Comparing use cases for async sequences and publishers

Published on: April 12, 2022

Swift 5.5 introduces async/await and a whole new concurrency model that includes a new protocol: AsyncSequence. This protocol allows developers to asynchronously iterate over values coming from a sequence by awaiting them. This means that the sequence can generate or obtain its values asynchronously over time, and provide these values to a for-loop as they become available.

If this sounds familiar, that’s because a Combine publisher does roughly the same thing. A publisher will obtain or generate its values (asynchronously) over time, and it will send these values to subscribers whenever they are available.

While the basis of what we can do with both AsyncSequence and Publisher sounds similar, I would like to explore some of the differences between the two mechanisms in a series of two posts. I will focus this comparison on the following topics:

  • Use cases
  • Lifecycle of a subscription / async for-loop

The post you’re reading now will focus on comparing use cases. If you want to learn more about lifecycle management, take a look at this post.

Please note that parts of this comparison will be highly opinionated or be based on my experiences. I’m trying to make sure that this comparison is fair, honest, and correct but of course my experiences and preferences will influence part of the comparison. Also note that I’m not going to speculate on the futures of either Swift Concurrency nor Combine. I’m comparing AsyncSequence to Publisher using Xcode 13.3, and with the Swift Async Algorithms package added to my project.

Let’s dive in, and take a look at some current use cases where publishers and async sequences can truly shine.

Operations that produce a single output

Our first comparison takes a closer look at operations with a single output. While this is a familiar example for most of us, it isn’t the best comparison because async sequences aren’t made for performing work that produces a single result. That’s not to say an async sequence can’t deliver only one result, it absolutely can.

However, you typically wouldn’t leverage an async sequence to make a network call; you’d await the result of a data task instead.

On the other hand, Combine doesn’t differentiate between tasks that produce a single output and tasks that produce a sequence of outputs. This means that publishers are used for operations that can emit many values as well as for values that produce a single value.

Combine’s approach to publishers can be considered a huge benefit of using them because you only have one mechanism to learn and understand; a publisher. It can also be considered a downside because you never know whether an AnyPublisher<(Data, URLResponse), Error> will emit a single value, or many values. On the other hand, let result: (Data, URLResponse) = try await getData() will always clearly produce a single result because we don’t use an async sequence to obtain a single result; we await the result of a task instead.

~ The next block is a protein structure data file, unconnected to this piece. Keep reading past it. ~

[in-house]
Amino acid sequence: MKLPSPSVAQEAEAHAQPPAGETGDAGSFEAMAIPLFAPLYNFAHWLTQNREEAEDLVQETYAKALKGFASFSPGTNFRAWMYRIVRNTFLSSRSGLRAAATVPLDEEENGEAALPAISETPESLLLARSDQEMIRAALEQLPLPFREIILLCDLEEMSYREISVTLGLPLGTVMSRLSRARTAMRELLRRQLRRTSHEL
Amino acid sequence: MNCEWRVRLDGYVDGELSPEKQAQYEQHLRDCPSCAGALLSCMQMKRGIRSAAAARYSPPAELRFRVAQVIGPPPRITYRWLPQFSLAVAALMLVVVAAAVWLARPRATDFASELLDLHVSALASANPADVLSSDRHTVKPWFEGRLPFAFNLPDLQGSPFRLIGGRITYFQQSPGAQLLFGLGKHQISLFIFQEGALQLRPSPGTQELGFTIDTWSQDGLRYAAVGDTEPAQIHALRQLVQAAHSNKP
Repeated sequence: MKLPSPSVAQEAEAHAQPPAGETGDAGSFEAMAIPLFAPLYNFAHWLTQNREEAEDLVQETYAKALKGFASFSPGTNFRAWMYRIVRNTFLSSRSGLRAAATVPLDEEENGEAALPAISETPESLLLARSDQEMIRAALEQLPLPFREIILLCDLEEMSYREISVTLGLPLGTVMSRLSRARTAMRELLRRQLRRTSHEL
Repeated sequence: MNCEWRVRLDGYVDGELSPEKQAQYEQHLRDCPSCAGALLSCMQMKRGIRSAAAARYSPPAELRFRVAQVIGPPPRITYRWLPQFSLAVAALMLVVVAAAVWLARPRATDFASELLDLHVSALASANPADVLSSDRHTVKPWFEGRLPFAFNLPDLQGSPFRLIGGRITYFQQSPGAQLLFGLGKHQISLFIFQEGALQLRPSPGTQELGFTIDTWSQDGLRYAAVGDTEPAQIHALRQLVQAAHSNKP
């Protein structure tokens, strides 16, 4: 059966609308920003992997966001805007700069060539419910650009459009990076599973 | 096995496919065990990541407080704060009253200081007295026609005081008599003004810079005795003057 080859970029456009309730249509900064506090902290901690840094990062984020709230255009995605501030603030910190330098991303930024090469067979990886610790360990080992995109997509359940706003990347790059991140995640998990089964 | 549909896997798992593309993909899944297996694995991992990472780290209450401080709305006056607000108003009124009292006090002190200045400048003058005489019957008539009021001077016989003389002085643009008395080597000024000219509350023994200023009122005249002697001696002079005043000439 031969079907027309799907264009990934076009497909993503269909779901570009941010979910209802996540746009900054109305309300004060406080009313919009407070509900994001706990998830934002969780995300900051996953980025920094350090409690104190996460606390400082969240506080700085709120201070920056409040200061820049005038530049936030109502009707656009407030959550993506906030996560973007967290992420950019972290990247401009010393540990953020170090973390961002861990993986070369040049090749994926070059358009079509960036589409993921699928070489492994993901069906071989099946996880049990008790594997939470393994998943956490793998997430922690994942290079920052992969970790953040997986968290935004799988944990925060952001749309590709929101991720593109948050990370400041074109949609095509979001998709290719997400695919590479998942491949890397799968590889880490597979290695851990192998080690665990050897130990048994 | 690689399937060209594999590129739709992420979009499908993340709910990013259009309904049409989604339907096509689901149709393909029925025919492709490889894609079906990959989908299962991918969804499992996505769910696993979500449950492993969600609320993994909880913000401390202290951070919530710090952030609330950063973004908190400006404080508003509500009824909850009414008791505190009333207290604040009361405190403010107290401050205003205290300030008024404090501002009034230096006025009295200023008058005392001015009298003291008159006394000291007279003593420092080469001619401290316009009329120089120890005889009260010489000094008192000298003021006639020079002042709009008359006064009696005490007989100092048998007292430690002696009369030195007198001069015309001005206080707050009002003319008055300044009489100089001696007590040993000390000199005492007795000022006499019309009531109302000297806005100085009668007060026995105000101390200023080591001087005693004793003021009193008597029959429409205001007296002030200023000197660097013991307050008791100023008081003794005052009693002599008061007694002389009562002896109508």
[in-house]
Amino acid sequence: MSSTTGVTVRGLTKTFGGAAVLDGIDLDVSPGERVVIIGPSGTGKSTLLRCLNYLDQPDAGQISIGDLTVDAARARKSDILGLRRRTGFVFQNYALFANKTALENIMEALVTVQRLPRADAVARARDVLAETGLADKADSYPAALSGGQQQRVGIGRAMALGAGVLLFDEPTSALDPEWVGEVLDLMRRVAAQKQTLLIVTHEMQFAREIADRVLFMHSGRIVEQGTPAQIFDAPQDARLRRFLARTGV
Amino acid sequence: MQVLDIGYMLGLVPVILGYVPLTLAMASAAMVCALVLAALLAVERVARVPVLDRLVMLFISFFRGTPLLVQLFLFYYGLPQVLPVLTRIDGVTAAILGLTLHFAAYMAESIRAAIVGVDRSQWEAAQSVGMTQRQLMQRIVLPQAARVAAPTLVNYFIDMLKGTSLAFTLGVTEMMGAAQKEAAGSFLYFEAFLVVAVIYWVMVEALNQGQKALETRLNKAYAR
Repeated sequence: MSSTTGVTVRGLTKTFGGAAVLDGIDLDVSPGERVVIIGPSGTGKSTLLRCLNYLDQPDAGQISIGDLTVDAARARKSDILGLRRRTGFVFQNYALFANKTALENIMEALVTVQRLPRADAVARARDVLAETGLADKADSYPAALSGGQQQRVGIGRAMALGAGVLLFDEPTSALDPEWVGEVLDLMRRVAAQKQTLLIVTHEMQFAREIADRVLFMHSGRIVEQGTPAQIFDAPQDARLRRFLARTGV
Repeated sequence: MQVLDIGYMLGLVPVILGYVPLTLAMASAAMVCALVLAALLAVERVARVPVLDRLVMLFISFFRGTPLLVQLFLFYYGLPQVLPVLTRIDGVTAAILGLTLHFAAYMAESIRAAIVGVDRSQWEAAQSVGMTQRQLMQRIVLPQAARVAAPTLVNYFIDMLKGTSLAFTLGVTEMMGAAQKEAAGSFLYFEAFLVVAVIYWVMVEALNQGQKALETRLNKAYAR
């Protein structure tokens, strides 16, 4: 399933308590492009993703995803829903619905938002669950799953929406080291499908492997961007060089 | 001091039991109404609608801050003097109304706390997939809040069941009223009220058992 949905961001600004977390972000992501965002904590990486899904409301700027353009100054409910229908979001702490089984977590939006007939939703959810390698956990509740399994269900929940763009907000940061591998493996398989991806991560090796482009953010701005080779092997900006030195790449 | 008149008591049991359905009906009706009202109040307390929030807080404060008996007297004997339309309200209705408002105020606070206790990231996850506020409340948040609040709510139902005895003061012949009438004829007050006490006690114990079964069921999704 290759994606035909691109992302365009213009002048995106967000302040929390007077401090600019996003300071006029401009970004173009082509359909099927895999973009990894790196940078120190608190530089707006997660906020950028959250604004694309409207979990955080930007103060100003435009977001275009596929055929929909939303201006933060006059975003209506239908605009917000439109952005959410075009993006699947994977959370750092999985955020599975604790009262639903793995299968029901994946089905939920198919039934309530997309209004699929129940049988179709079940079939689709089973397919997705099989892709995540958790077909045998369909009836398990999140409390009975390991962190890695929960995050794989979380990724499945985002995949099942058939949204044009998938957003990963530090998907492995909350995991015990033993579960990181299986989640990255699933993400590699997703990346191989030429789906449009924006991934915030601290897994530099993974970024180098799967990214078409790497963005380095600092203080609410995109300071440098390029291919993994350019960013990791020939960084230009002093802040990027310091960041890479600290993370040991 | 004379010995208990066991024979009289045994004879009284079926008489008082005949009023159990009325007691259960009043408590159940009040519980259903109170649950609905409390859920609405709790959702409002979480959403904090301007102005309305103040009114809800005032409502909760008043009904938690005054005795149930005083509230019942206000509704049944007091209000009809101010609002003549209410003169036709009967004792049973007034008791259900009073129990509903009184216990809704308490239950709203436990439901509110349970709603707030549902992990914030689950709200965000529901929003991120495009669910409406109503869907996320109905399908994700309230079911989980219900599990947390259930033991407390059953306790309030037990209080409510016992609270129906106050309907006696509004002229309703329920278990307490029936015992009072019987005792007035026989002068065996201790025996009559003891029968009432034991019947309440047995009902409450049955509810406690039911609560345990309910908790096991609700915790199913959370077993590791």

Even though this comparison technically compares Combine to async/await rather than async sequences, let’s take a look at an example of performing a network call with Combine vs. performing one with async/await to see which one looks more convenient.

Combine:

var cancellables = Set<AnyCancellable>()

func getData() {
    let url = URL(string: "https://donnywals.com")!
    URLSession.shared.dataTaskPublisher(for: url)
        .sink(receiveCompletion: { completion in
            if case .failure(let error) = completion {
                // handle error
            }
        }, receiveValue: { (result: (Data, URLResponse)) in
            // use result
        })
        .store(in: &cancellables)
}

Async/Await:

func getData() async {
    let url = URL(string: "https://donnywals.com")!
    do {
        let result: (Data, URLResponse) = try await URLSession.shared.data(from: url)
        // use result
    } catch {
        // handle error
    }
}

In my opinion it’s pretty clear which technology is more convenient for performing a task that produces a single result. Async/await is easier to read, easier to use, and requires far less code.

With this somewhat unfair comparison out of the way, let’s take a look at another example that allows us to more directly compare an async sequence to a publisher.

Receiving results from an operation that produces multiple values

Operations that produce multiple values come in many shapes. For example, you might be using a TaskGroup from Swift Concurrency to run several tasks asynchronously, receiving the result for each task as it becomes available. This is an example where you would use an async sequence to iterate over your TaskGroup's results. Unfortunately comparing this case to Combine doesn’t make a lot of sense because Combine doesn’t really have an equivalent to TaskGroup.

💡 Tip: to learn more about Swift Concurrency’s TaskGroup take a look at this post.